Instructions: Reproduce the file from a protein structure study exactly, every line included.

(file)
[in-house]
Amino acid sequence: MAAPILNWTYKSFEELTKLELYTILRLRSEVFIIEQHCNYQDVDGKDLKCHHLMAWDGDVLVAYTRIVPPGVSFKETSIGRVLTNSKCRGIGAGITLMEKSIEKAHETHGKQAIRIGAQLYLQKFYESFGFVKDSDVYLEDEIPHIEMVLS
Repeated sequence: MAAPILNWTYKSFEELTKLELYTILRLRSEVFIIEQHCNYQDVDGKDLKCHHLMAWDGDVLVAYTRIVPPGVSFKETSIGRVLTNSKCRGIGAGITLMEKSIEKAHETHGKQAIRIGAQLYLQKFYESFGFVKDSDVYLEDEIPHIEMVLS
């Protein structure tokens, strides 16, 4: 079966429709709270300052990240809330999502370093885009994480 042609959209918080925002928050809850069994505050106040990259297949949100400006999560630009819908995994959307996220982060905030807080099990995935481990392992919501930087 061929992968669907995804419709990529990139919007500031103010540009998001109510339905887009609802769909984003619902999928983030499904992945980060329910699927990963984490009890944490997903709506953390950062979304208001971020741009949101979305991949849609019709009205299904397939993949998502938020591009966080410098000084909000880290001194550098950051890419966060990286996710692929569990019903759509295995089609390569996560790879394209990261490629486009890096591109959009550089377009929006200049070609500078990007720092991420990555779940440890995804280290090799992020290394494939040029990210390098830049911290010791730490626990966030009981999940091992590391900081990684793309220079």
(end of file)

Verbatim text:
[in-house]
Amino acid sequence: MAAPILNWTYKSFEELTKLELYTILRLRSEVFIIEQHCNYQDVDGKDLKCHHLMAWDGDVLVAYTRIVPPGVSFKETSIGRVLTNSKCRGIGAGITLMEKSIEKAHETHGKQAIRIGAQLYLQKFYESFGFVKDSDVYLEDEIPHIEMVLS
Repeated sequence: MAAPILNWTYKSFEELTKLELYTILRLRSEVFIIEQHCNYQDVDGKDLKCHHLMAWDGDVLVAYTRIVPPGVSFKETSIGRVLTNSKCRGIGAGITLMEKSIEKAHETHGKQAIRIGAQLYLQKFYESFGFVKDSDVYLEDEIPHIEMVLS
């Protein structure tokens, strides 16, 4: 079966429709709270300052990240809330999502370093885009994480 042609959209918080925002928050809850069994505050106040990259297949949100400006999560630009819908995994959307996220982060905030807080099990995935481990392992919501930087 061929992968669907995804419709990529990139919007500031103010540009998001109510339905887009609802769909984003619902999928983030499904992945980060329910699927990963984490009890944490997903709506953390950062979304208001971020741009949101979305991949849609019709009205299904397939993949998502938020591009966080410098000084909000880290001194550098950051890419966060990286996710692929569990019903759509295995089609390569996560790879394209990261490629486009890096591109959009550089377009929006200049070609500078990007720092991420990555779940440890995804280290090799992020290394494939040029990210390098830049911290010791730490626990966030009981999940091992590391900081990684793309220079």